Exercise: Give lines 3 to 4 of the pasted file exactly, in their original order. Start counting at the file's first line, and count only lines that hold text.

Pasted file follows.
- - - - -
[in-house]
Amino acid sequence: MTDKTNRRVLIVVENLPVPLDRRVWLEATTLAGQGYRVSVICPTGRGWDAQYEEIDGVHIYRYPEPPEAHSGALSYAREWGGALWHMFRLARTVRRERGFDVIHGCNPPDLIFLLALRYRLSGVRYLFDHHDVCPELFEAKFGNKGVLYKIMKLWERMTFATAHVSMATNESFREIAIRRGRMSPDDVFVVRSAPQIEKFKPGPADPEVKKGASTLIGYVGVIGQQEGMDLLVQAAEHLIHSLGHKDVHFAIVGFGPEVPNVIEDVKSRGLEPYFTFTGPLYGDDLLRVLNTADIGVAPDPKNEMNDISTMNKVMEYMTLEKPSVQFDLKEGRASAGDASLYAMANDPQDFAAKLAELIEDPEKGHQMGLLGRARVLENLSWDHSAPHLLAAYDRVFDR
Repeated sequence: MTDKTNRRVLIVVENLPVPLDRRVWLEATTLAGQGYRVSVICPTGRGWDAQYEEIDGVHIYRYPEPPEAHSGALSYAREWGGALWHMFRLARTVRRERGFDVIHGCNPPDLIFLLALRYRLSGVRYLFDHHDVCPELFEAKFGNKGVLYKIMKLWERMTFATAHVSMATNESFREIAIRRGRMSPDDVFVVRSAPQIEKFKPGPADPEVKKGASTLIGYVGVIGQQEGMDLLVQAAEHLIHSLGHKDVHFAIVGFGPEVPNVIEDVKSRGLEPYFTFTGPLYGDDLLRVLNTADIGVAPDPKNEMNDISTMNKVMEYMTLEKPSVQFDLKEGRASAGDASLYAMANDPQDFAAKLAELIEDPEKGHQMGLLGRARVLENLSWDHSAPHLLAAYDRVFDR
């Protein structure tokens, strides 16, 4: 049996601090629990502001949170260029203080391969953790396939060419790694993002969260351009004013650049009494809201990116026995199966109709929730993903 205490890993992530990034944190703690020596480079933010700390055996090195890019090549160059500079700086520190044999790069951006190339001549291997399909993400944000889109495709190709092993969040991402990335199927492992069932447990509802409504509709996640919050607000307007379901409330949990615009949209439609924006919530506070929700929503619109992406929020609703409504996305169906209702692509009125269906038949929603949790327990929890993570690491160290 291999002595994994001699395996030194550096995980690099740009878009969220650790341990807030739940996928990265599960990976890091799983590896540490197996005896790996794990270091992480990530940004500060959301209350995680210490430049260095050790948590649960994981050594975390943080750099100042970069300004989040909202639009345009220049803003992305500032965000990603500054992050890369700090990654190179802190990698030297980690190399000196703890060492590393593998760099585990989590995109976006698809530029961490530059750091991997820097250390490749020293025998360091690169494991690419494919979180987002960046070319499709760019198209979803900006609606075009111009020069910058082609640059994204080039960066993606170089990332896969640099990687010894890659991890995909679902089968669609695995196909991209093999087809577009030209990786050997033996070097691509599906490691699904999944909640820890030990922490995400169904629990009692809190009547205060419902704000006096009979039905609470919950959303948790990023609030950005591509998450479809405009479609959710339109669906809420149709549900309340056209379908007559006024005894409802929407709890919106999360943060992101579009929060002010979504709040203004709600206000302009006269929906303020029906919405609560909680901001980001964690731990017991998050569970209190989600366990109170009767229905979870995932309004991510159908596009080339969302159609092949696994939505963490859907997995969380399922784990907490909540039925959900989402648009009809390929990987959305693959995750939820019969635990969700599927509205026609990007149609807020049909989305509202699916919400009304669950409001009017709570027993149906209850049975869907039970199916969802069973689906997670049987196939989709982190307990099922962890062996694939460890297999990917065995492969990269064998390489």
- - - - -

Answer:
Repeated sequence: MTDKTNRRVLIVVENLPVPLDRRVWLEATTLAGQGYRVSVICPTGRGWDAQYEEIDGVHIYRYPEPPEAHSGALSYAREWGGALWHMFRLARTVRRERGFDVIHGCNPPDLIFLLALRYRLSGVRYLFDHHDVCPELFEAKFGNKGVLYKIMKLWERMTFATAHVSMATNESFREIAIRRGRMSPDDVFVVRSAPQIEKFKPGPADPEVKKGASTLIGYVGVIGQQEGMDLLVQAAEHLIHSLGHKDVHFAIVGFGPEVPNVIEDVKSRGLEPYFTFTGPLYGDDLLRVLNTADIGVAPDPKNEMNDISTMNKVMEYMTLEKPSVQFDLKEGRASAGDASLYAMANDPQDFAAKLAELIEDPEKGHQMGLLGRARVLENLSWDHSAPHLLAAYDRVFDR
């Protein structure tokens, strides 16, 4: 049996601090629990502001949170260029203080391969953790396939060419790694993002969260351009004013650049009494809201990116026995199966109709929730993903 205490890993992530990034944190703690020596480079933010700390055996090195890019090549160059500079700086520190044999790069951006190339001549291997399909993400944000889109495709190709092993969040991402990335199927492992069932447990509802409504509709996640919050607000307007379901409330949990615009949209439609924006919530506070929700929503619109992406929020609703409504996305169906209702692509009125269906038949929603949790327990929890993570690491160290 291999002595994994001699395996030194550096995980690099740009878009969220650790341990807030739940996928990265599960990976890091799983590896540490197996005896790996794990270091992480990530940004500060959301209350995680210490430049260095050790948590649960994981050594975390943080750099100042970069300004989040909202639009345009220049803003992305500032965000990603500054992050890369700090990654190179802190990698030297980690190399000196703890060492590393593998760099585990989590995109976006698809530029961490530059750091991997820097250390490749020293025998360091690169494991690419494919979180987002960046070319499709760019198209979803900006609606075009111009020069910058082609640059994204080039960066993606170089990332896969640099990687010894890659991890995909679902089968669609695995196909991209093999087809577009030209990786050997033996070097691509599906490691699904999944909640820890030990922490995400169904629990009692809190009547205060419902704000006096009979039905609470919950959303948790990023609030950005591509998450479809405009479609959710339109669906809420149709549900309340056209379908007559006024005894409802929407709890919106999360943060992101579009929060002010979504709040203004709600206000302009006269929906303020029906919405609560909680901001980001964690731990017991998050569970209190989600366990109170009767229905979870995932309004991510159908596009080339969302159609092949696994939505963490859907997995969380399922784990907490909540039925959900989402648009009809390929990987959305693959995750939820019969635990969700599927509205026609990007149609807020049909989305509202699916919400009304669950409001009017709570027993149906209850049975869907039970199916969802069973689906997670049987196939989709982190307990099922962890062996694939460890297999990917065995492969990269064998390489």